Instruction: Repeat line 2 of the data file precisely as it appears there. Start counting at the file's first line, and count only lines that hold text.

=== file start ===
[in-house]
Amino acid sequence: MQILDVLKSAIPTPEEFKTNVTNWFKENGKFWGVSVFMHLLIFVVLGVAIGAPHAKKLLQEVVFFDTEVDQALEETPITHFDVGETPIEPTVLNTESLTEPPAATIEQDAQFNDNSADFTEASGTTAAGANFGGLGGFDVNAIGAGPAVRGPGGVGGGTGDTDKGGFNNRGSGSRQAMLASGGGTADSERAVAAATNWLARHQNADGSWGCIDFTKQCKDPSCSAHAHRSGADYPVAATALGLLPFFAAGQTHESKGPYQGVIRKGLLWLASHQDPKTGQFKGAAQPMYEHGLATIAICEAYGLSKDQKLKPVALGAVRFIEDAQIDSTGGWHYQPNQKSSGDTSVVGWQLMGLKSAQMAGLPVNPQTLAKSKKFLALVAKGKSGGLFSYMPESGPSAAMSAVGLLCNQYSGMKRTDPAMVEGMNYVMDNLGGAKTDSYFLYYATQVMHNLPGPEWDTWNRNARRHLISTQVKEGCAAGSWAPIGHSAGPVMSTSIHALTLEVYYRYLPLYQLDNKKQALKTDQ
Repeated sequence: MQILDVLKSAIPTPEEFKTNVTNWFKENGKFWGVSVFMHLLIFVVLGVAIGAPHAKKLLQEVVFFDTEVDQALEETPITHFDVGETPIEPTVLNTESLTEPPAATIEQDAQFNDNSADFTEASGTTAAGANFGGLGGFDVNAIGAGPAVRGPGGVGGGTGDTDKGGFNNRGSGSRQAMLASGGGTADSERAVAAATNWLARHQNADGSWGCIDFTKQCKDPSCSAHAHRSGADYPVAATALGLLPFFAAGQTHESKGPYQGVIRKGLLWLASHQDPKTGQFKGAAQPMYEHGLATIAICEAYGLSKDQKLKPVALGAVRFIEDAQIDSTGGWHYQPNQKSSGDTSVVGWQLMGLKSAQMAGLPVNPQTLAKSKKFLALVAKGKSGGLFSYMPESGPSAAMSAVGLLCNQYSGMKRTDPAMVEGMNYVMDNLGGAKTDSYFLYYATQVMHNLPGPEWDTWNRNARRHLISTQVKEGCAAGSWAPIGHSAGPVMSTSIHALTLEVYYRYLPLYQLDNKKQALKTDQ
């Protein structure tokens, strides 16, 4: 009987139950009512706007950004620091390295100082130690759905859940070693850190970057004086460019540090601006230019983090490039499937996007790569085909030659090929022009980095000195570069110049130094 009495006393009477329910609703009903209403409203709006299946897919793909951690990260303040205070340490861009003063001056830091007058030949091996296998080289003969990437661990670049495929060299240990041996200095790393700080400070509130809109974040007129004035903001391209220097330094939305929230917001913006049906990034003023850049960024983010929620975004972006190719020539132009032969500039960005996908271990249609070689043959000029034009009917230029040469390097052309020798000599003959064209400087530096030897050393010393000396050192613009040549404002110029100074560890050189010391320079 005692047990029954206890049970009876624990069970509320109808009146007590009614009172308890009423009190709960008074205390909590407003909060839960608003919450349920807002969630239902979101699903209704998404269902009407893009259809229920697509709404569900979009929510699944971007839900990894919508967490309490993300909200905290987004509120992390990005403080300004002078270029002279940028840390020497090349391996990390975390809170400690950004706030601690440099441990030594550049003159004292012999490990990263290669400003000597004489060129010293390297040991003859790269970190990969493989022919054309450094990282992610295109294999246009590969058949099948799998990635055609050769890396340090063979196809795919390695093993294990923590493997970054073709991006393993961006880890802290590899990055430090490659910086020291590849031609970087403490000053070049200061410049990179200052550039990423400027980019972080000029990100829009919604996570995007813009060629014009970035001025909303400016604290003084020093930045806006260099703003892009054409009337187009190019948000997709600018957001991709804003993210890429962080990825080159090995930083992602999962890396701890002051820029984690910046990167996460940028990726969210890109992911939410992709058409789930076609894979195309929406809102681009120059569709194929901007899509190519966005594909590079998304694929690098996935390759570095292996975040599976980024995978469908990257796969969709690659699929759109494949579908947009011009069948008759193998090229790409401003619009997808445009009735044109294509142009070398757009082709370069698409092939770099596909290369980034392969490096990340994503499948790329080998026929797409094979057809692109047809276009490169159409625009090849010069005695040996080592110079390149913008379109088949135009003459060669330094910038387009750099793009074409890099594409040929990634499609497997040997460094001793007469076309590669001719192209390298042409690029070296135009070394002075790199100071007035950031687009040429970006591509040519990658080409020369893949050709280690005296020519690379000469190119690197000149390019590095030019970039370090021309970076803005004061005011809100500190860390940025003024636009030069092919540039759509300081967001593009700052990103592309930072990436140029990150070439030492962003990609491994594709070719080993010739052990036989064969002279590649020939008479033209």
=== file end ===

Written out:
Amino acid sequence: MQILDVLKSAIPTPEEFKTNVTNWFKENGKFWGVSVFMHLLIFVVLGVAIGAPHAKKLLQEVVFFDTEVDQALEETPITHFDVGETPIEPTVLNTESLTEPPAATIEQDAQFNDNSADFTEASGTTAAGANFGGLGGFDVNAIGAGPAVRGPGGVGGGTGDTDKGGFNNRGSGSRQAMLASGGGTADSERAVAAATNWLARHQNADGSWGCIDFTKQCKDPSCSAHAHRSGADYPVAATALGLLPFFAAGQTHESKGPYQGVIRKGLLWLASHQDPKTGQFKGAAQPMYEHGLATIAICEAYGLSKDQKLKPVALGAVRFIEDAQIDSTGGWHYQPNQKSSGDTSVVGWQLMGLKSAQMAGLPVNPQTLAKSKKFLALVAKGKSGGLFSYMPESGPSAAMSAVGLLCNQYSGMKRTDPAMVEGMNYVMDNLGGAKTDSYFLYYATQVMHNLPGPEWDTWNRNARRHLISTQVKEGCAAGSWAPIGHSAGPVMSTSIHALTLEVYYRYLPLYQLDNKKQALKTDQ